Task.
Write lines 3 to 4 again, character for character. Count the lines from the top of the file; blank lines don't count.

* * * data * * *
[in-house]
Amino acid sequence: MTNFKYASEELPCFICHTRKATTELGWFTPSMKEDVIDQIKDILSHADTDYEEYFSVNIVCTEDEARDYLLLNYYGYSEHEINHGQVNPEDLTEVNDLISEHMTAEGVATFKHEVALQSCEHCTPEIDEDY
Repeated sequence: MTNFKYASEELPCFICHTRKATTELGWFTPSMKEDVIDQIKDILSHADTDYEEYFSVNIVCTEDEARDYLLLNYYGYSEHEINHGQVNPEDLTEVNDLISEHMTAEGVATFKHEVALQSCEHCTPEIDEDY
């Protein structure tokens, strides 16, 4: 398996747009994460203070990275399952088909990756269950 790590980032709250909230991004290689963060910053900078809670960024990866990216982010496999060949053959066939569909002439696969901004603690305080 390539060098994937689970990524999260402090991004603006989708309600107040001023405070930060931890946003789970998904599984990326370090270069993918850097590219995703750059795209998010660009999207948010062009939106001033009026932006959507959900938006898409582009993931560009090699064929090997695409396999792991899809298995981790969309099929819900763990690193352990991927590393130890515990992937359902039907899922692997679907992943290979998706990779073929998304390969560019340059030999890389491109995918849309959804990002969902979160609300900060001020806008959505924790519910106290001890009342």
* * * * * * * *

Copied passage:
Repeated sequence: MTNFKYASEELPCFICHTRKATTELGWFTPSMKEDVIDQIKDILSHADTDYEEYFSVNIVCTEDEARDYLLLNYYGYSEHEINHGQVNPEDLTEVNDLISEHMTAEGVATFKHEVALQSCEHCTPEIDEDY
């Protein structure tokens, strides 16, 4: 398996747009994460203070990275399952088909990756269950 790590980032709250909230991004290689963060910053900078809670960024990866990216982010496999060949053959066939569909002439696969901004603690305080 390539060098994937689970990524999260402090991004603006989708309600107040001023405070930060931890946003789970998904599984990326370090270069993918850097590219995703750059795209998010660009999207948010062009939106001033009026932006959507959900938006898409582009993931560009090699064929090997695409396999792991899809298995981790969309099929819900763990690193352990991927590393130890515990992937359902039907899922692997679907992943290979998706990779073929998304390969560019340059030999890389491109995918849309959804990002969902979160609300900060001020806008959505924790519910106290001890009342």